The following is a direct translation from the classical genealogical and heraldic reference "Herbarz Polski" by Kasper Niesiecki, S. J., Lipsk edition, 1839-1846. Translated by William F. Hoffman.
A true Lubicz, i. e., it should have a white Horseshoe, its ends turned downward, with two crosses, one above the horseshoe, the other inside it, but below this is added a yellow half-moon encompassing the horseshoe, edges pointed upward, on a blue field, with three ostrich feathers on the helm. Bielski, fol. 134. Paprocki o herbach, fol. 345. In Stromat. Okolski tomo 1. fol. 67. From the similarity of these arms to those of Lubicz, all conclude that one of the Lubicz clan earned them on the following occasion. When spies warned him in the dead of night of nearby enemies, he attacked them so safely that the passing night held no threat of danger. He fell upon the foe, soundly asleep, and mowed them down; and the rising moon helped him to this victory, so a Mazovian prince added it to his ancestral arms and named him "Bozawola." Rev. Rutka derives from a certain manuscript the occasion of these arms' bestowment in the days of the Polish prince Krakus, when the Commander fortunately led all his people across the frozen Danube to Moguncya [Mainz], for which he was awarded these arms.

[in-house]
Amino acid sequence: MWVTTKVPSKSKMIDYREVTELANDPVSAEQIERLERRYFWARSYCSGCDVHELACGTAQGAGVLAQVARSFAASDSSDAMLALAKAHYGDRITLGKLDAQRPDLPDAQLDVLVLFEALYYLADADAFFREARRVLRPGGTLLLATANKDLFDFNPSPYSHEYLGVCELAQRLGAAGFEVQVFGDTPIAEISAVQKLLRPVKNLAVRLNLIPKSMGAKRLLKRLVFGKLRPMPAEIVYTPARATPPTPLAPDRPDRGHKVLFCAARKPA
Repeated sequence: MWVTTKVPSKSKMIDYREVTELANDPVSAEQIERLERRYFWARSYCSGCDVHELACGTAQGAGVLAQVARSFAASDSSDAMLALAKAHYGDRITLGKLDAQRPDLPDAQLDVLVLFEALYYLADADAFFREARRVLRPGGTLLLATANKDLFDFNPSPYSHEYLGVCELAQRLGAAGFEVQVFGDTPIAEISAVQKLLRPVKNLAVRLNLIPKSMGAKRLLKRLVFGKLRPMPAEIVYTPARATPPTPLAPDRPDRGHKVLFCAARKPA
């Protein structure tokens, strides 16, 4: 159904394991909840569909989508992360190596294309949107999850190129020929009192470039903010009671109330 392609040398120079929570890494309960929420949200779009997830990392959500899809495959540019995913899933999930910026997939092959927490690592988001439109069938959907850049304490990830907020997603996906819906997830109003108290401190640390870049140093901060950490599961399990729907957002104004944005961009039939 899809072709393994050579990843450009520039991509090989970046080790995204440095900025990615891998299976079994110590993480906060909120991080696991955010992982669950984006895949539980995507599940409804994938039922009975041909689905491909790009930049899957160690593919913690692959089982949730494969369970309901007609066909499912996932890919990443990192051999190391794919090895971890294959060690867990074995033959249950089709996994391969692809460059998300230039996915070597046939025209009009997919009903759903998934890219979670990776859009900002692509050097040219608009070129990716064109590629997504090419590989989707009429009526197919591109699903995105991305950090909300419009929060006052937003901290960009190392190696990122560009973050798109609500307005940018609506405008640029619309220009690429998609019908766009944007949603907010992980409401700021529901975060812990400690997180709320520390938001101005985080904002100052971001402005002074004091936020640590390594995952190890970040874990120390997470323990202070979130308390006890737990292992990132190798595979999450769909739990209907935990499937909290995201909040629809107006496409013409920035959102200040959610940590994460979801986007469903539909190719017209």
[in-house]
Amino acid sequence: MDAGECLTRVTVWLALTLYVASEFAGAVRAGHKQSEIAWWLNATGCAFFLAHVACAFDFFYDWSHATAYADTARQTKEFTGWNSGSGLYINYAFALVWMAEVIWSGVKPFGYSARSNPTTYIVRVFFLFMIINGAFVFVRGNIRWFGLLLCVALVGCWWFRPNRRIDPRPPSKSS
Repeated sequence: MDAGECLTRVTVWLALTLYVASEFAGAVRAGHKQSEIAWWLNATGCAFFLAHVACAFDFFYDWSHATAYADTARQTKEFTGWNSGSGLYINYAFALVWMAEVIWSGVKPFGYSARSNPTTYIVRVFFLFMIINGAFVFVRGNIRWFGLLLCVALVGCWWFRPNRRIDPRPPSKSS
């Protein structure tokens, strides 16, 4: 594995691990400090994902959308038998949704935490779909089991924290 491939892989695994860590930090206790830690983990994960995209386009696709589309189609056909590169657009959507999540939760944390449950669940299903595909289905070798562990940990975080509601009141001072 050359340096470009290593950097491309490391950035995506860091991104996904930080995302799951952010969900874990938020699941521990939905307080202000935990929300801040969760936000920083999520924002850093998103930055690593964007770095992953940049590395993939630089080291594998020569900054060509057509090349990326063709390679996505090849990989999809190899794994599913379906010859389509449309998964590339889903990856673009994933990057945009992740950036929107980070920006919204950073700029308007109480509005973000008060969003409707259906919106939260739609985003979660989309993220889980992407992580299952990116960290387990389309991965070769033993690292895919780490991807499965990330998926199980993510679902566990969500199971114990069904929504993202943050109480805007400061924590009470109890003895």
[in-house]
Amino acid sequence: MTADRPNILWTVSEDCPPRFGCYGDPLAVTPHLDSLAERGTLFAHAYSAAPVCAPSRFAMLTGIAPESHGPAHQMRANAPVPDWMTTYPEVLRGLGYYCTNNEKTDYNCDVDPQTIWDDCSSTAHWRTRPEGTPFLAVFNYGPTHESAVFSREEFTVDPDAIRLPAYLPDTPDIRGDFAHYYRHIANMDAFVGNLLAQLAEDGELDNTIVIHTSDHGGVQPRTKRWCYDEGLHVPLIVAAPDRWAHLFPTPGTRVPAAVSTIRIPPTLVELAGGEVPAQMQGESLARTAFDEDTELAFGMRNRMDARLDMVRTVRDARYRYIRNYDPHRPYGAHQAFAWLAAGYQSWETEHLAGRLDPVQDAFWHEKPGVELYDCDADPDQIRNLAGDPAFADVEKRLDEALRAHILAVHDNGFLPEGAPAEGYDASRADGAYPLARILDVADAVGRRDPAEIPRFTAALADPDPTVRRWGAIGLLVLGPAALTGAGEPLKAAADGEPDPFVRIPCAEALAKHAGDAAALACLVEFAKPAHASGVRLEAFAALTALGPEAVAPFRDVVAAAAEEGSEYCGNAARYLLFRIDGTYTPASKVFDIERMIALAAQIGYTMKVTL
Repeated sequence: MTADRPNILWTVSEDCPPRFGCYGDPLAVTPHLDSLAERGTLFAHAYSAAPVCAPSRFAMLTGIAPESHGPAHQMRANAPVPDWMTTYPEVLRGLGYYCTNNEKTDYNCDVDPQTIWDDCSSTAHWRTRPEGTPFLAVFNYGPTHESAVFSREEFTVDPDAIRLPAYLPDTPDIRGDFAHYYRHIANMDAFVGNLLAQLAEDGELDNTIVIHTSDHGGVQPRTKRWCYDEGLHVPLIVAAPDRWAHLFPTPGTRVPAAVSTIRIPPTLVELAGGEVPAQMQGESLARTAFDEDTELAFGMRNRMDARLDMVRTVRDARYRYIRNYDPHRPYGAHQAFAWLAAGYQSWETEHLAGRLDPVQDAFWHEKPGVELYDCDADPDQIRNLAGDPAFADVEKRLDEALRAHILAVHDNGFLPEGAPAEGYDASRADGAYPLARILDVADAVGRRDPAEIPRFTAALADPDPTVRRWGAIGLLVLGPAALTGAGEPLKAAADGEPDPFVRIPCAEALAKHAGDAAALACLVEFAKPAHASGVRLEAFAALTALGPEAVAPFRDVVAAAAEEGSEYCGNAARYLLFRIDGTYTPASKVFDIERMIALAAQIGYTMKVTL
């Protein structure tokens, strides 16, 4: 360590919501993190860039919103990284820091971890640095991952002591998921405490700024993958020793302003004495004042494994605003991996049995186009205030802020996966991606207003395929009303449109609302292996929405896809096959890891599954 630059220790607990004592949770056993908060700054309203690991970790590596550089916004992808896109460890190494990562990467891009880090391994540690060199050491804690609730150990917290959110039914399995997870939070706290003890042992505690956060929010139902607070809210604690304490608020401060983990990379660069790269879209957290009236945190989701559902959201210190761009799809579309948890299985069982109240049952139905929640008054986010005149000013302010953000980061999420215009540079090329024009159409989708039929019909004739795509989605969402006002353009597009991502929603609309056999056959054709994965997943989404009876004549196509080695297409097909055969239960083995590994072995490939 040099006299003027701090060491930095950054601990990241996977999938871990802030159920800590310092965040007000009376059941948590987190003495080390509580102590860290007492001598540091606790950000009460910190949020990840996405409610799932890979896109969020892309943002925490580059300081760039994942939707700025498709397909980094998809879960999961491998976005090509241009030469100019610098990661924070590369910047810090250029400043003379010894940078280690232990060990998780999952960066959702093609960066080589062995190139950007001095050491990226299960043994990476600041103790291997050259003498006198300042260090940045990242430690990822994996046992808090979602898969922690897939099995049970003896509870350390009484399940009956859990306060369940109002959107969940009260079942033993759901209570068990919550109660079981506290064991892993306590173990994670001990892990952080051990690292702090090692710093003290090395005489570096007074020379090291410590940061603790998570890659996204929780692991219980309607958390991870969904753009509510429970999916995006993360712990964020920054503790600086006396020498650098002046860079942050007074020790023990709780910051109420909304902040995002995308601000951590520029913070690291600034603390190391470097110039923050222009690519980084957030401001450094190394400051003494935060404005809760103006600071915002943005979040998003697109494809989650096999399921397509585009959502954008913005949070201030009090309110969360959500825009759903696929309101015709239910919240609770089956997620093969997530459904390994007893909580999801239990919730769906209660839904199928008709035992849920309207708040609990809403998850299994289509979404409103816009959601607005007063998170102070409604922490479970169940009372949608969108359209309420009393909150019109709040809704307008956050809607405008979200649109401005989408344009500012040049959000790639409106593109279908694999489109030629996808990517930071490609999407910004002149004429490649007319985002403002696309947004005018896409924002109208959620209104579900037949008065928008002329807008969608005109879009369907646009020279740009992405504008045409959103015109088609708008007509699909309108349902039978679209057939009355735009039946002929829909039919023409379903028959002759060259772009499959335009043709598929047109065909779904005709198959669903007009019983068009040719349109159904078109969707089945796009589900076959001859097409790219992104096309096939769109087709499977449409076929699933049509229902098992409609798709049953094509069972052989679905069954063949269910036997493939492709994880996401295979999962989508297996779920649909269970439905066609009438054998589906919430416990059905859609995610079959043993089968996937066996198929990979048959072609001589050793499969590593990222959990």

Bearers of these Arms:
Gasecki, Gosciminski, Jemielicki, Komorowski, Ostrowice, Reymunt, Rzeczkowski
Copyright © 1989 William F. Hoffman. Used by permission. This article originally appeared in Polish Genealogical Society Newsletter (Vol. XII, No. 2, Fall 1989), the bulletin of the Polish Genealogical Society.